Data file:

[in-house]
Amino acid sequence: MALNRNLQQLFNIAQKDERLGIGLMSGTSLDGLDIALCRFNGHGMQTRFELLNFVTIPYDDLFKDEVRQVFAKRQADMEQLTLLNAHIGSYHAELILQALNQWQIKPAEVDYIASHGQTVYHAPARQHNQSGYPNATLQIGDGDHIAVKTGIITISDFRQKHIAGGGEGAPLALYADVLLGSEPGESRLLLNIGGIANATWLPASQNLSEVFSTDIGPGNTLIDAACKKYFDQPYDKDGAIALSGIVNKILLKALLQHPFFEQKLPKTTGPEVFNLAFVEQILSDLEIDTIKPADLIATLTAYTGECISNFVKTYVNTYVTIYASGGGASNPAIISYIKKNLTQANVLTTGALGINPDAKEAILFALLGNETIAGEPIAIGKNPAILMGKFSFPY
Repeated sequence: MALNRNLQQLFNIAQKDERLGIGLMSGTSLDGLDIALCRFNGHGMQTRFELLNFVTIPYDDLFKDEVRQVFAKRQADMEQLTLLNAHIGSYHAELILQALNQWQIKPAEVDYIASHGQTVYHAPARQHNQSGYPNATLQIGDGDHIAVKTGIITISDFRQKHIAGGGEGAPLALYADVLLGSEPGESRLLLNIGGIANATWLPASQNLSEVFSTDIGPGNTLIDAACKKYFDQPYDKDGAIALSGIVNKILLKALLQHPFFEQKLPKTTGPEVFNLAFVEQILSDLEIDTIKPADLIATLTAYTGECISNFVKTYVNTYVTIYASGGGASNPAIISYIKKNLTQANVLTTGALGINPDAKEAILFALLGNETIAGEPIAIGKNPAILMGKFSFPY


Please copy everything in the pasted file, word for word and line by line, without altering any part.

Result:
[in-house]
Amino acid sequence: MALNRNLQQLFNIAQKDERLGIGLMSGTSLDGLDIALCRFNGHGMQTRFELLNFVTIPYDDLFKDEVRQVFAKRQADMEQLTLLNAHIGSYHAELILQALNQWQIKPAEVDYIASHGQTVYHAPARQHNQSGYPNATLQIGDGDHIAVKTGIITISDFRQKHIAGGGEGAPLALYADVLLGSEPGESRLLLNIGGIANATWLPASQNLSEVFSTDIGPGNTLIDAACKKYFDQPYDKDGAIALSGIVNKILLKALLQHPFFEQKLPKTTGPEVFNLAFVEQILSDLEIDTIKPADLIATLTAYTGECISNFVKTYVNTYVTIYASGGGASNPAIISYIKKNLTQANVLTTGALGINPDAKEAILFALLGNETIAGEPIAIGKNPAILMGKFSFPY
Repeated sequence: MALNRNLQQLFNIAQKDERLGIGLMSGTSLDGLDIALCRFNGHGMQTRFELLNFVTIPYDDLFKDEVRQVFAKRQADMEQLTLLNAHIGSYHAELILQALNQWQIKPAEVDYIASHGQTVYHAPARQHNQSGYPNATLQIGDGDHIAVKTGIITISDFRQKHIAGGGEGAPLALYADVLLGSEPGESRLLLNIGGIANATWLPASQNLSEVFSTDIGPGNTLIDAACKKYFDQPYDKDGAIALSGIVNKILLKALLQHPFFEQKLPKTTGPEVFNLAFVEQILSDLEIDTIKPADLIATLTAYTGECISNFVKTYVNTYVTIYASGGGASNPAIISYIKKNLTQANVLTTGALGINPDAKEAILFALLGNETIAGEPIAIGKNPAILMGKFSFPY